Snippets from PUF's CFO Roundtable 2021:
Dan Cregg, CFO, PSEG:
“One of the key things we’ve had going on is a three and a half billion-dollar clean energy future filing sitting in front of our state regulator.
One large component of that is an energy efficiency program. That meets a lot of the elements that you’re talking about. A billion-dollar program was approved in September covering a three-year investment period.
Another component that is still in front of our regulator is automated metering. That goes to digitization. In New Jersey there has been a growing acceptance in AMI, and we’ll see that filing moving forward. Capturing that data, with AMI and energy cloud, and being able to use that to the benefit of customers is key.
Then there is an electric vehicle charging station filing and battery storage as the last component of that clean energy future filing.”
Peggy Smyth, CFO, National Grid: “Our investment program is at the heart of what we do. We invest over four billion a year in capital projects. We have a number of rate cases where we incorporated many decarbonization and digitalization programs.
We have hydrogen blending studies and make-ready programs for electric charging stations and the like in some of the proposals and filings that are ongoing right now. We also have a renewable gas plant that’s attached to the largest wastewater treatment plant in New York City that is going live very soon.
We’re about fifty percent gas. The future of heat is a big focus of our company. When we look at digitization, big data, and automation, a good example is in our electric business. We have a digital roadmap that looks at how we can transform our operating performance over a period of time.
It consists of a series of ten projects and they include programs like vegetation management. We’re using big data and artificial intelligence to help us determine where to best do tree trimming and the like.”
Maria Rigatti, CFO, Edison International:
“If you think about California, we have always been at the forefront of environmental policy and decarbonization.
It started with energy efficiency, renewables, and now storage. If you think about where we are now, and the deep decarbonization that’s on track to be implemented by 2045, you’ll see a lot of things. We’ve done an analysis, which we call our Pathway 2045.
It’s a lot of numbers, and one of the main points is that we need way more electric vehicles. Seventy-five percent of the light-duty vehicles in the state will need to be electric by 2045. Two-thirds of the medium-duty vehicles in the state will need to be too, plus one-third of heavy-duty vehicles.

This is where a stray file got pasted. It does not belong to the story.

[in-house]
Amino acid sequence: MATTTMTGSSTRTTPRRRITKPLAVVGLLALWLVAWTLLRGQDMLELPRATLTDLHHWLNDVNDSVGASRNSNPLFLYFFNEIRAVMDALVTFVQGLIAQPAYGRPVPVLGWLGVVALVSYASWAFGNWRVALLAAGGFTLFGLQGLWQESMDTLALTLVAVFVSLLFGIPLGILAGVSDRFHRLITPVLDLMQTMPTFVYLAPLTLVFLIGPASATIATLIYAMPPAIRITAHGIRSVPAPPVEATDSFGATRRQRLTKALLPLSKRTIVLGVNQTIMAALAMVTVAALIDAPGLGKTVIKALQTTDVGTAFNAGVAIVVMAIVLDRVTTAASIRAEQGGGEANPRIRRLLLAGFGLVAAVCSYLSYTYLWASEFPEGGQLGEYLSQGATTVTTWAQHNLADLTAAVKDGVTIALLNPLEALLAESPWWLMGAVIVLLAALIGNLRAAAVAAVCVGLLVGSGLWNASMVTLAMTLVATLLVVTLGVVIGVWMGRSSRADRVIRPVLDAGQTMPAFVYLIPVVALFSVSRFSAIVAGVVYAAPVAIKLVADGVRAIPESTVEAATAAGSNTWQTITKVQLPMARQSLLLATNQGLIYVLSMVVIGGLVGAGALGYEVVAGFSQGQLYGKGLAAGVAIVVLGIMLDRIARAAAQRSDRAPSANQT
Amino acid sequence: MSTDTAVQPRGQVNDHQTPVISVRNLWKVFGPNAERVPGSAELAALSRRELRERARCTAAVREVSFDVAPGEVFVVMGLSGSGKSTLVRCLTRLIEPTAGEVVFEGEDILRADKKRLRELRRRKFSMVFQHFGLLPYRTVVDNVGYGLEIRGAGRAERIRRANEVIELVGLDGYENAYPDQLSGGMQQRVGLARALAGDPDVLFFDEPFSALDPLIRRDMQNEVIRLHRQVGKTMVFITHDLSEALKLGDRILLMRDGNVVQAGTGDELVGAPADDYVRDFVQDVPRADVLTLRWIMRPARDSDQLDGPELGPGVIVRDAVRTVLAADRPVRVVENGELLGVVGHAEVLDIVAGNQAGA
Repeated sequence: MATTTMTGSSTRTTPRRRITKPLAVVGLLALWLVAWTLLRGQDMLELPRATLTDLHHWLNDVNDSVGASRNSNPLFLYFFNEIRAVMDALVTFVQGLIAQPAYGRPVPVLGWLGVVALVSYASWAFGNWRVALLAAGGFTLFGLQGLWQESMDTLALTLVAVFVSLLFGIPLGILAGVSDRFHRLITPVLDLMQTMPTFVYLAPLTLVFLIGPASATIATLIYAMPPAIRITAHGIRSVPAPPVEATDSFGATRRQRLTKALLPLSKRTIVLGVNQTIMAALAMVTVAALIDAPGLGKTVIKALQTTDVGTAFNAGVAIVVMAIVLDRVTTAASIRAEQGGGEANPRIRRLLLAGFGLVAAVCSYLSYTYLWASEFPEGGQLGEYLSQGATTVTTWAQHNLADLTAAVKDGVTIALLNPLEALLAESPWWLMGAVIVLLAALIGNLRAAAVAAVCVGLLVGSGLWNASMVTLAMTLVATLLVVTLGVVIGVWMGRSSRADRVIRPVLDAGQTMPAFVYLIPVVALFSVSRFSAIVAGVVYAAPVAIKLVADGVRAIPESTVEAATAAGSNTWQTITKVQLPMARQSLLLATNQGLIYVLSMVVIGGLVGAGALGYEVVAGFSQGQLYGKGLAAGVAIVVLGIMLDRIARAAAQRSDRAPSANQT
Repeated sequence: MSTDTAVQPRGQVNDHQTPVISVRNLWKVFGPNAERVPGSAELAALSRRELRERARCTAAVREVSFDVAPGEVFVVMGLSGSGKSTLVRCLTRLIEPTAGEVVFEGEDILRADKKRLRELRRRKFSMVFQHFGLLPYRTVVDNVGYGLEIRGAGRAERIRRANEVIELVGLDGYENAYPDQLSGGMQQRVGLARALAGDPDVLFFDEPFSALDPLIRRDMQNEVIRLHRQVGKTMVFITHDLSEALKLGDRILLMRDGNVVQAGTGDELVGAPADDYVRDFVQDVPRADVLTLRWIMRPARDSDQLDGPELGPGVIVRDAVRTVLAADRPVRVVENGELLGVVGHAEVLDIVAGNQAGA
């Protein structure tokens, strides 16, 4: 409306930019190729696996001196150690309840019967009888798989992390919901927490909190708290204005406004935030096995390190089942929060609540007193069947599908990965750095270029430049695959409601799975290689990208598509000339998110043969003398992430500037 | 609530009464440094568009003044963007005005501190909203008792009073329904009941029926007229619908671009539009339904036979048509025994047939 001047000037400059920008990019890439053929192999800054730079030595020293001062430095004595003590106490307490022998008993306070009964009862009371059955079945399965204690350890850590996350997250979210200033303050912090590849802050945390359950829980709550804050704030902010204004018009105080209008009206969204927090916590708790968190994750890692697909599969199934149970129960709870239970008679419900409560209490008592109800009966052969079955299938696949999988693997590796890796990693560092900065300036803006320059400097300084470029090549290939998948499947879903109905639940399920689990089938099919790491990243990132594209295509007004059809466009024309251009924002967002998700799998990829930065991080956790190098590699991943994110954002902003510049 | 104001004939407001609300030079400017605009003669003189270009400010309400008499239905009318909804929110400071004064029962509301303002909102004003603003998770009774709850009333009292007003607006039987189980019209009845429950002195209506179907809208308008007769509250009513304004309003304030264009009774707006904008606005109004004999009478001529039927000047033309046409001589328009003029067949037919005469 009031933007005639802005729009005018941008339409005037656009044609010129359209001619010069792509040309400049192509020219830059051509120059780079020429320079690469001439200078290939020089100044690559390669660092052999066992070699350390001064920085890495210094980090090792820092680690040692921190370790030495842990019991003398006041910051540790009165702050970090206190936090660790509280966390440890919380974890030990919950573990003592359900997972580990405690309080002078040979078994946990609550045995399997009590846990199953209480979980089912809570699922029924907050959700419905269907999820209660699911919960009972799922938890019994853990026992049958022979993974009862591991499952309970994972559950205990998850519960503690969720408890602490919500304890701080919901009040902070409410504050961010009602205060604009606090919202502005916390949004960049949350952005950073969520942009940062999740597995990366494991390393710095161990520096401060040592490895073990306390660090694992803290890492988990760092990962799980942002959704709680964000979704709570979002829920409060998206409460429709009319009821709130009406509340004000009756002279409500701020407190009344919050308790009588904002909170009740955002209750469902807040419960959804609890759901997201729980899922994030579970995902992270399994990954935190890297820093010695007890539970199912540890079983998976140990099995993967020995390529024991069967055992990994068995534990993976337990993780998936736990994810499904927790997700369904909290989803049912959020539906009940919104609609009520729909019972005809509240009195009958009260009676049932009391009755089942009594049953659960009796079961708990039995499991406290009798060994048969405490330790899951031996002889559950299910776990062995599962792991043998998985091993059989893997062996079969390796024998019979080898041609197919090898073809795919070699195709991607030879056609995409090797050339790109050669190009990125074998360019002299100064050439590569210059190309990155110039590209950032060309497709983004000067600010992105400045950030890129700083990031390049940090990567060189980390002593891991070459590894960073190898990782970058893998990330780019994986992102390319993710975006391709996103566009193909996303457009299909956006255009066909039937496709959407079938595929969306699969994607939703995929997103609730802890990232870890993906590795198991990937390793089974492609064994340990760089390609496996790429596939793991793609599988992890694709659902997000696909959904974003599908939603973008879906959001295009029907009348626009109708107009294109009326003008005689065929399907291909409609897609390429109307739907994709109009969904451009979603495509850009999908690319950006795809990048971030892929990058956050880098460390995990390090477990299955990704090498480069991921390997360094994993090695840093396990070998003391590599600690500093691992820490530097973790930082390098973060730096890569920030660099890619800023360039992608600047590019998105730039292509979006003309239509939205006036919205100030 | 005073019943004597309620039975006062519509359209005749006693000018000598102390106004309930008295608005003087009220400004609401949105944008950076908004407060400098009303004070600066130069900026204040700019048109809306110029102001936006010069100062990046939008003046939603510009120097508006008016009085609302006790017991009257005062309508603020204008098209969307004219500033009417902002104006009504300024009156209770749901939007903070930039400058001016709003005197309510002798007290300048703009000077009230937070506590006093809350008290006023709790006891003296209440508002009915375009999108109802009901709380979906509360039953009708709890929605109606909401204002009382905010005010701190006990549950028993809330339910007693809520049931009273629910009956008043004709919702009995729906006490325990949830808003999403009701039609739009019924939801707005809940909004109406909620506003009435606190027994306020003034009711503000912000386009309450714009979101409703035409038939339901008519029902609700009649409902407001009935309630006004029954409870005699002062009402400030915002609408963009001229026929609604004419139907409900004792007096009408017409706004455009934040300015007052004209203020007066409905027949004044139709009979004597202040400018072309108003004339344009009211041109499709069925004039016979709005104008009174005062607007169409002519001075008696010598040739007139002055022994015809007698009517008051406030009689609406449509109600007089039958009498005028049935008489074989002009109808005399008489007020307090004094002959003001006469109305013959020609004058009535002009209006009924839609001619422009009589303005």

There will be much more building electrification. All this decarbonization and increased electrification has implications for generation and for storage. We will have eighty gigawatts of utility-scale, clean-energy generation and thirty gigawatts of storage.
Then, we’ll have everything that’s behind the meter. That’s thirty gigawatts of mainly rooftop solar and ten gigawatts of behind-the-meter storage. That’s a lot of infrastructure that’s needed to hit those goals. From a strategic perspective, that says the bottom line is we are going to continue to invest in that. It’s resilient, reliable infrastructure.
That’s key for us. We started grid modernization efforts with our smart meters almost a decade ago. We’re continuing to look at additional automation, sensors, communication, cybersecurity, and data analytics. All that fits together.”
Jason Wells, CFO, CenterPoint Energy:
“Here at CenterPoint, we’re in a moment of strategic repositioning of the company. We are looking at minimizing exposure to unregulated businesses, including midstream.
We want to execute successfully on that and pivot back to accelerating some of the investment in our core regulated utilities. The large overriding theme for us at CenterPoint in 2021 will be this strategic repositioning of the company.”
Richard McMahon, SVP- Energy Supply and Finance, Edison Electric Institute:
“We’re taking a much closer look at adaptation hardening and resilience capital spending because most of our companies are doing a lot of it. We don’t classify it that way, since much resilience spending is in the face of more frequent storms, increased cyber threats, and all of those issues that are out there, and everybody is recognizing how critically important reliable electric service is. That’ll be another driver for more CapEx, more investment, and hopefully, economic growth.”